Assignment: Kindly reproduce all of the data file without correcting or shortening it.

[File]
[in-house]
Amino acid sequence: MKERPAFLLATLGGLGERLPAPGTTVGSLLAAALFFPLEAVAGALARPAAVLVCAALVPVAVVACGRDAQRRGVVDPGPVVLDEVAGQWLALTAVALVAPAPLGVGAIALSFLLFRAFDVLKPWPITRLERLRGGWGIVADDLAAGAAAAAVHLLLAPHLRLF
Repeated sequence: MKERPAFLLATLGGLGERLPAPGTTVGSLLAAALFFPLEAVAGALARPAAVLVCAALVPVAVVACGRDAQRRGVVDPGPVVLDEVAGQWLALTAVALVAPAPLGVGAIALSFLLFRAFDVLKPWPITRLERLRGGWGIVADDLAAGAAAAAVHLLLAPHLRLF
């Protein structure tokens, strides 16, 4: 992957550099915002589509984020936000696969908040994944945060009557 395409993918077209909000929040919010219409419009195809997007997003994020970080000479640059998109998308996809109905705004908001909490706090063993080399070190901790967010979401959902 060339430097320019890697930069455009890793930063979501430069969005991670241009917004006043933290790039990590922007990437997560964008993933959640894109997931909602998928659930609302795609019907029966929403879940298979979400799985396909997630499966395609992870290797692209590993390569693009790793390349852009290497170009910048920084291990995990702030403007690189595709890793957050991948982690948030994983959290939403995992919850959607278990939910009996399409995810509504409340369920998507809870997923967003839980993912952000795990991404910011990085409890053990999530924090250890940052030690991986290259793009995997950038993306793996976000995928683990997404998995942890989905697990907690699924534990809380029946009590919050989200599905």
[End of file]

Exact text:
[in-house]
Amino acid sequence: MKERPAFLLATLGGLGERLPAPGTTVGSLLAAALFFPLEAVAGALARPAAVLVCAALVPVAVVACGRDAQRRGVVDPGPVVLDEVAGQWLALTAVALVAPAPLGVGAIALSFLLFRAFDVLKPWPITRLERLRGGWGIVADDLAAGAAAAAVHLLLAPHLRLF
Repeated sequence: MKERPAFLLATLGGLGERLPAPGTTVGSLLAAALFFPLEAVAGALARPAAVLVCAALVPVAVVACGRDAQRRGVVDPGPVVLDEVAGQWLALTAVALVAPAPLGVGAIALSFLLFRAFDVLKPWPITRLERLRGGWGIVADDLAAGAAAAAVHLLLAPHLRLF
């Protein structure tokens, strides 16, 4: 992957550099915002589509984020936000696969908040994944945060009557 395409993918077209909000929040919010219409419009195809997007997003994020970080000479640059998109998308996809109905705004908001909490706090063993080399070190901790967010979401959902 060339430097320019890697930069455009890793930063979501430069969005991670241009917004006043933290790039990590922007990437997560964008993933959640894109997931909602998928659930609302795609019907029966929403879940298979979400799985396909997630499966395609992870290797692209590993390569693009790793390349852009290497170009910048920084291990995990702030403007690189595709890793957050991948982690948030994983959290939403995992919850959607278990939910009996399409995810509504409340369920998507809870997923967003839980993912952000795990991404910011990085409890053990999530924090250890940052030690991986290259793009995997950038993306793996976000995928683990997404998995942890989905697990907690699924534990809380029946009590919050989200599905």